Paul Krugman Warns About The Right-Wing’s Hold On GOP
Krugman makes some interesting points in his NY Times column about the Right-Wing’s new hold over the GOP.
First, he addresses the anti-health care reform rally last week in front of our nation’s capitol, and some of the now-all-too-common ‘grotesque’ visuals and rhetoric (i.e. “large signs showing piles of bodies at Dachau with the caption ‘National Socialist Healthcare.'”):
The key thing to understand about that rally is that it wasn’t a fringe event. It was sponsored by the House Republican leadership — in fact, it was officially billed as a G.O.P. press conference. Senior lawmakers were in attendance, and apparently had no problem with the tone of the proceedings. […]
What all this shows is that the G.O.P. has been taken over by the people it used to exploit.
He gives some historic background on the GOP’s courtship of the far-right:
With the rise of Ronald Reagan: Republican politicians began to win elections in part by catering to the passions of the angry right.
Until recently, however, that catering mostly took the form of empty symbolism. Once elections were won, the issues that fired up the base almost always took a back seat to the economic concerns of the elite.
But something snapped last year. Conservatives had long believed that history was on their side, so the G.O.P. establishment could, in effect, urge hard-right activists to wait just a little longer: once the party consolidated its hold on power, they’d get what they wanted. After the Democratic sweep, however, extremists could no longer be fobbed off with promises of future glory.
Furthermore, the loss of both Congress and the White House left a power vacuum in a party accustomed to top-down management. At this point Newt Gingrich is what passes for a sober, reasonable elder statesman of the G.O.P. And he has no authority: Republican voters ignored his call to support a relatively moderate, electable candidate in New York’s special Congressional election.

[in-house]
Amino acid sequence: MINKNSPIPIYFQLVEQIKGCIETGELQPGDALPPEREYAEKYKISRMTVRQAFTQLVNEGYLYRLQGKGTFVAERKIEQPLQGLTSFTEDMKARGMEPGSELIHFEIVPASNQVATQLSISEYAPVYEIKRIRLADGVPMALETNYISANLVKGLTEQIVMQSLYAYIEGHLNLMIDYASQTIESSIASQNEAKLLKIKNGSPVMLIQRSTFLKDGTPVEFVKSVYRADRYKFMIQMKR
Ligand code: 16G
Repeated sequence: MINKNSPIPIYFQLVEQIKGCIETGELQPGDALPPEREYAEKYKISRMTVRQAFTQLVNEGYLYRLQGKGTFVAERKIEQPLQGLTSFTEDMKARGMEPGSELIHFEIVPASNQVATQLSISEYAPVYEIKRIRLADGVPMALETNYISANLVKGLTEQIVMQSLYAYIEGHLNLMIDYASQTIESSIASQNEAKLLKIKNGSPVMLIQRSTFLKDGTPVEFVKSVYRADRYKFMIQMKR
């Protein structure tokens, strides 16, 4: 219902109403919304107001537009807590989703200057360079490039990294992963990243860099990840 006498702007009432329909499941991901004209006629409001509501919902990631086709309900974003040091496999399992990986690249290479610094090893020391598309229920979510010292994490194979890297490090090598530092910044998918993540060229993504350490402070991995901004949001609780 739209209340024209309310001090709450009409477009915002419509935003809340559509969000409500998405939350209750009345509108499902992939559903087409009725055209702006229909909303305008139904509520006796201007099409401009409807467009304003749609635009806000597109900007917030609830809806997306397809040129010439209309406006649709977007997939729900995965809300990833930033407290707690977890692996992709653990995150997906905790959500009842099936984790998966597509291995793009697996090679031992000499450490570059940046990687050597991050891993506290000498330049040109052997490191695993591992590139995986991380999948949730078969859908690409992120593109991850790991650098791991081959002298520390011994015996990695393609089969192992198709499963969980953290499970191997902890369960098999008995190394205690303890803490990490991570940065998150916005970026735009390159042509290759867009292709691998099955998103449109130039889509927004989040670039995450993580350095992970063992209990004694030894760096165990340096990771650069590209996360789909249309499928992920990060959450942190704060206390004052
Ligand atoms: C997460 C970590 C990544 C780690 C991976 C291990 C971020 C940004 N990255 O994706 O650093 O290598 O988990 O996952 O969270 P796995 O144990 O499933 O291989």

Real power in the party rests, instead, with the likes of Rush Limbaugh, Glenn Beck and Sarah Palin (who at this point is more a media figure than a conventional politician). Because these people aren’t interested in actually governing, they feed the base’s frenzy instead of trying to curb or channel it. So all the old restraints are gone.
Krugman warns that the party of Beck and Limbaugh could make some serious gains in the midterm election, if only because Obama has been unable to stop the country’s economic bleeding (unemployment has now reached a 26-year high of 10.2%). He cautions what this could mean:
if Tea Party Republicans do win big next year, what has already happened in California could happen at the national level. In California, the G.O.P. has essentially shrunk down to a rump party with no interest in actually governing — but that rump remains big enough to prevent anyone else from dealing with the state’s fiscal crisis. If this happens to America as a whole, as it all too easily could, the country could become effectively ungovernable in the midst of an ongoing economic disaster.
It sort of goes without saying, that if an ideological group as evil as the Nazis could come into power during extremely adverse economic times, who’s to say we won’t end up with an ever-increasing number of scary, fear mongering, destructive politicians of our own during this economic slide? Probably a good rule-of-thumb is to never take the far-right lightly …